This may help explain the 50-fold lower rates of colon cancer in Africa compared to America. The bacteria we have in our gut depends on what we eat. If we eat lots of fiber, then we preferentially feed the fiber eating bacteria, which give us back all sorts of health promoting substances like short-chain fatty acids that have anti-inflammatory and anti-cancer properties. More of these organic acids were found in the stools of native Africans than African Americans. More acids, so lower pH. Whereas putrefactive bacteria, eating animal protein, are able to increase stool pH by producing alkaline metabolites like ammonia.
The pH of the stools of white versus black children in Africa was compared. Children were chosen because you can more readily sample their stools, particularly the rural black schoolchildren who were eating such high fiber diets—whole grains, legumes, nuts, vegetables, fruits, and wild greens—that 90% of them could produce a stool on demand. Stuffed from head to toe with plants, they could give you a stool sample at any time, just as easy as getting a urine sample. It was hard to even get access to the white kids, though, who were reluctant to participate in such investigations, even though they were given waxed cartons fitted with lids, while all the black kids got was a plate and a square of paper towel.
The researchers found significantly lower fecal pH in those eating the traditional, rural plant-based diets compared to those eating the traditional Western diet, who were eating far fewer whole plant foods than the black children. But, remove some of those whole plant foods, like switch their corn for white bread for just a few days and their stool pH goes up, and add whole plant foods like an extra five to seven servings of fruit every day, and their stool pH goes down even further and gets more acidic. It makes sense because when you ferment fruits, veggies, and grains, they turn sour, like vinegar, sauerkraut, or sourdough, because good bacteria like lactobacillus produce organic acids like lactic acid. Those who eat a lot of plants have more of those good bugs. So, using the purple cabbage test highlighted in my video, Testing Your Diet with Pee & Purple Cabbage, we want blue pee, but pink poo.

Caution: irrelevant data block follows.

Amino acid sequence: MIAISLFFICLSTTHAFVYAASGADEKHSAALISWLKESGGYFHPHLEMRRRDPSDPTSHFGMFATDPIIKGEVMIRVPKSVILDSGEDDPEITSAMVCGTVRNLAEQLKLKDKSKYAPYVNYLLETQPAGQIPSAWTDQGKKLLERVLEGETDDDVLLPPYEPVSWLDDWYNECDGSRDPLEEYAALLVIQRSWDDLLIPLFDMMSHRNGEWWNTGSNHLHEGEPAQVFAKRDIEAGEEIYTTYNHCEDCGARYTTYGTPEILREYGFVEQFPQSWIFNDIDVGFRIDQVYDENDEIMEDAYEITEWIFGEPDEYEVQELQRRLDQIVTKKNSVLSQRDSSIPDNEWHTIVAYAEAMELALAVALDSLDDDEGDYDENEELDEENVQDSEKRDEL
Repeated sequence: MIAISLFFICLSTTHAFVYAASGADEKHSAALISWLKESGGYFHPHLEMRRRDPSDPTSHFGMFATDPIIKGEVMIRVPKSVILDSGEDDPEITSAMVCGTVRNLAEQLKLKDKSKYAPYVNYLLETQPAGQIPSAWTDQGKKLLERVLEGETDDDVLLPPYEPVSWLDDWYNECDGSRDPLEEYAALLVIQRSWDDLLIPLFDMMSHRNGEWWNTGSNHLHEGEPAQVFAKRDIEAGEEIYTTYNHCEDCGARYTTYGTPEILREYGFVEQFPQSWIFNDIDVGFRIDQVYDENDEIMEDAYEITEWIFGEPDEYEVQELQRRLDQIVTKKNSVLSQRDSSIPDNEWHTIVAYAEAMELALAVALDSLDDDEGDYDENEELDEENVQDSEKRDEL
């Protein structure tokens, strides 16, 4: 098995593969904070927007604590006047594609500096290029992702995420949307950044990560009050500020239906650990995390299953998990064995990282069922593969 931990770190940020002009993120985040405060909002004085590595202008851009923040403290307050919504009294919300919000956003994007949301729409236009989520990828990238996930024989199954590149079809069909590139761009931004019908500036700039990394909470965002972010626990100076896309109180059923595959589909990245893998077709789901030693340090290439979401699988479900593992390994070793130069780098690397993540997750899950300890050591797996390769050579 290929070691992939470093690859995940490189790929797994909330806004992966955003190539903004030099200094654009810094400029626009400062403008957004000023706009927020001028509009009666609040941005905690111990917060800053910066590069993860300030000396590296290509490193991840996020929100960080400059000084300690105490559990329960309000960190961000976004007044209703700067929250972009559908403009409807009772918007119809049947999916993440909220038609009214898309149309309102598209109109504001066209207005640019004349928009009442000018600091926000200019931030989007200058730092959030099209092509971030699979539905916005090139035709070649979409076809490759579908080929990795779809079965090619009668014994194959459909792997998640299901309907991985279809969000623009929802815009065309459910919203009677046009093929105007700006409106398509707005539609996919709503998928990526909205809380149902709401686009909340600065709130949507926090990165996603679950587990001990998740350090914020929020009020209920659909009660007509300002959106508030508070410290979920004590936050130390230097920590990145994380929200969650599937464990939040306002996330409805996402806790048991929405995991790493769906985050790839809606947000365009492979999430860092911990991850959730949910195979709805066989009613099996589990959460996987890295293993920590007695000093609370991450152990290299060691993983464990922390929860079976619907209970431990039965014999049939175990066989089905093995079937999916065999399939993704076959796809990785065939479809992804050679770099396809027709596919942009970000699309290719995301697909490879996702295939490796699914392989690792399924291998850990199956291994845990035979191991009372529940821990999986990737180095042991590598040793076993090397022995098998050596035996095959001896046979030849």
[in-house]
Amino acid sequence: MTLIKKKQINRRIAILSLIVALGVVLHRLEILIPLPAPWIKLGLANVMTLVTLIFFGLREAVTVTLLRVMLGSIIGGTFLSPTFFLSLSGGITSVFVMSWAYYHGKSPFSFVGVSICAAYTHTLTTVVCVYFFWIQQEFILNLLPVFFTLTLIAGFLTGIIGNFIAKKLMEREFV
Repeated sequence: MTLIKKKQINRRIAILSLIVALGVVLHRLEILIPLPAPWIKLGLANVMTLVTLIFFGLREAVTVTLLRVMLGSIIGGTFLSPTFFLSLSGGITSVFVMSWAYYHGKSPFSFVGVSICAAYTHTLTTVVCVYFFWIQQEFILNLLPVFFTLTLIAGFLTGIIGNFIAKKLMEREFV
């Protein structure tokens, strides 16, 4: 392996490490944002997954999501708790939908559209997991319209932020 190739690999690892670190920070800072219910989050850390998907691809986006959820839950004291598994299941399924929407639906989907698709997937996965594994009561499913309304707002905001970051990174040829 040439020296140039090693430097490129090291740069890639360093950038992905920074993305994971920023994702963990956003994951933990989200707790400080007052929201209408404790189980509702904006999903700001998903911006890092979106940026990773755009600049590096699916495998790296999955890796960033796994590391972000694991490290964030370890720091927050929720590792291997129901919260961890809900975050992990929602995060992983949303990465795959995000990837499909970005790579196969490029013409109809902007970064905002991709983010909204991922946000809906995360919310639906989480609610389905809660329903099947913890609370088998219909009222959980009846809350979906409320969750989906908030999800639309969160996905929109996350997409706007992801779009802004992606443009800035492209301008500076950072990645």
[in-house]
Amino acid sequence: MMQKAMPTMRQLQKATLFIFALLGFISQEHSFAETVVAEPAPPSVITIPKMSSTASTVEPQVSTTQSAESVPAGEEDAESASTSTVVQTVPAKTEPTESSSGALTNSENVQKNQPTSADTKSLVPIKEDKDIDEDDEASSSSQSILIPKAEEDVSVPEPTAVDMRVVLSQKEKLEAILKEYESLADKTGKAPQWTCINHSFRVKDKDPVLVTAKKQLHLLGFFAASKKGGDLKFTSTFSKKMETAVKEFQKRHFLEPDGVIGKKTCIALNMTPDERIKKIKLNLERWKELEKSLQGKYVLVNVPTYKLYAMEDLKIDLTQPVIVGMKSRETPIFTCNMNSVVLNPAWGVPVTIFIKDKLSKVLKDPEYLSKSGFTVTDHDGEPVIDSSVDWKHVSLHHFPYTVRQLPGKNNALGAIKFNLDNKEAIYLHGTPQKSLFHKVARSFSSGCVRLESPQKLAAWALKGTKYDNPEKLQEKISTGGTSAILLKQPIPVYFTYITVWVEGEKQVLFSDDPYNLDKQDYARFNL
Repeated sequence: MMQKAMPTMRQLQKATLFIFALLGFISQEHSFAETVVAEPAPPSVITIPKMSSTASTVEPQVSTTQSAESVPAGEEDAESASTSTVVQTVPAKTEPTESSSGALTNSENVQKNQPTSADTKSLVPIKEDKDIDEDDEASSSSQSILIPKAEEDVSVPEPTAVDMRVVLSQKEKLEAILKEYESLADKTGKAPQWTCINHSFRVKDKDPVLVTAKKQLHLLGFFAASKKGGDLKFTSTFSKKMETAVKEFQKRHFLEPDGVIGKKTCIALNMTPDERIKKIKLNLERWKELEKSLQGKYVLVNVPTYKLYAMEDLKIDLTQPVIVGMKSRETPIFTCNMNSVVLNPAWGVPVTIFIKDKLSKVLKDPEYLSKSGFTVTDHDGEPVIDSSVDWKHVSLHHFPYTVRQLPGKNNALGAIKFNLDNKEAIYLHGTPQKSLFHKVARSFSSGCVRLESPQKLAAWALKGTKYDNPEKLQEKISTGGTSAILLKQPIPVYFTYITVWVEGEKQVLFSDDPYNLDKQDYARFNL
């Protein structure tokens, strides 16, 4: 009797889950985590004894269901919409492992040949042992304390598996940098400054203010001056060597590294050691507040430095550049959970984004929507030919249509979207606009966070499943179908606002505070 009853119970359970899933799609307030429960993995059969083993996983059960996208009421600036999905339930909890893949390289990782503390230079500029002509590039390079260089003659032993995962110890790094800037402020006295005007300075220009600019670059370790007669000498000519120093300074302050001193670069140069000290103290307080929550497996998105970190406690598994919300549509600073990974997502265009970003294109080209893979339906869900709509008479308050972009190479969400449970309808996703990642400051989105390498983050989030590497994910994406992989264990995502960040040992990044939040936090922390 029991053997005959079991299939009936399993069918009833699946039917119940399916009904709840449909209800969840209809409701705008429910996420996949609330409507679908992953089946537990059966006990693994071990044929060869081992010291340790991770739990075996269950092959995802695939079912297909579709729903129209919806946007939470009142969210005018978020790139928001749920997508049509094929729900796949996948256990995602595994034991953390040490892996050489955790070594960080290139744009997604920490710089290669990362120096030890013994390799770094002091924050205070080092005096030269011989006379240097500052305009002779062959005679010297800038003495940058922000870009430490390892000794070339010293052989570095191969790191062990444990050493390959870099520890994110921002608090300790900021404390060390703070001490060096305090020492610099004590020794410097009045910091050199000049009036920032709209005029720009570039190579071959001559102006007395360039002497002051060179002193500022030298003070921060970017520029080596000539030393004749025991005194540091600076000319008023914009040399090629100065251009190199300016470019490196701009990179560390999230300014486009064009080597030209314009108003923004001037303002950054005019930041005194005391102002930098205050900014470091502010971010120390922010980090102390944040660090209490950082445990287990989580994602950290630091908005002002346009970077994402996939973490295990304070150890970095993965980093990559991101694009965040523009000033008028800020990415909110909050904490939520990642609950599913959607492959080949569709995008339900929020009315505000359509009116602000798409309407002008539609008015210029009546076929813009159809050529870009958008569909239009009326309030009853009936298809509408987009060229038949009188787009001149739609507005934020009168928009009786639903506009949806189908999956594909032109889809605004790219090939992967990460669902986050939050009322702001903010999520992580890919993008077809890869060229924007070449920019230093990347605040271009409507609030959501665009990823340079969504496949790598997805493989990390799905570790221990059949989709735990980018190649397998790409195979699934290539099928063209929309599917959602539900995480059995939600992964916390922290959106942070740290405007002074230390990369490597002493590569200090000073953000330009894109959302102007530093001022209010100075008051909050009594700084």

If you compare the fecal samples of those eating vegetarian or vegan to those eating standard diets, plant-based diets appear to shift the makeup of the bacteria in our gut, resulting in a significantly lower stool pH, and the more plant-based, the lower the pH dropped. It’s like a positive feedback loop: fiber-eating bacteria produce the acids to create the pH at which fiber-eating bacteria thrive while suppressing the group of less beneficial bugs.
It might take even as little as two weeks to bring stool pH down on a plant-based diet. In a study published in the British Journal of Cancer, a dozen volunteers carefully selected for their trustworthiness and randomized to sequentially go on regular, vegetarian, or vegan diets and two weeks in, a significant drop in fecal pH was achieved eating completely plant-based.
But there are differing qualities of plant-based diets. For example, the two groups followed in the study I mentioned earlier had dramatically different stool pH, yet both groups were vegetarian. The high risk group was eating mostly refined grains, very little fiber, whereas the low risk group was eating whole grains and beans, packed with fiber for our fiber-friendly flora to munch on.
Just as a “reduction of high serum cholesterol contributes to the avoidance of coronary heart disease,” a fall in the fecal pH value may contribute to the avoidance of bowel cancer. Similarly, eating more whole plant foods may also help us avoid bowel cancer, through the same means.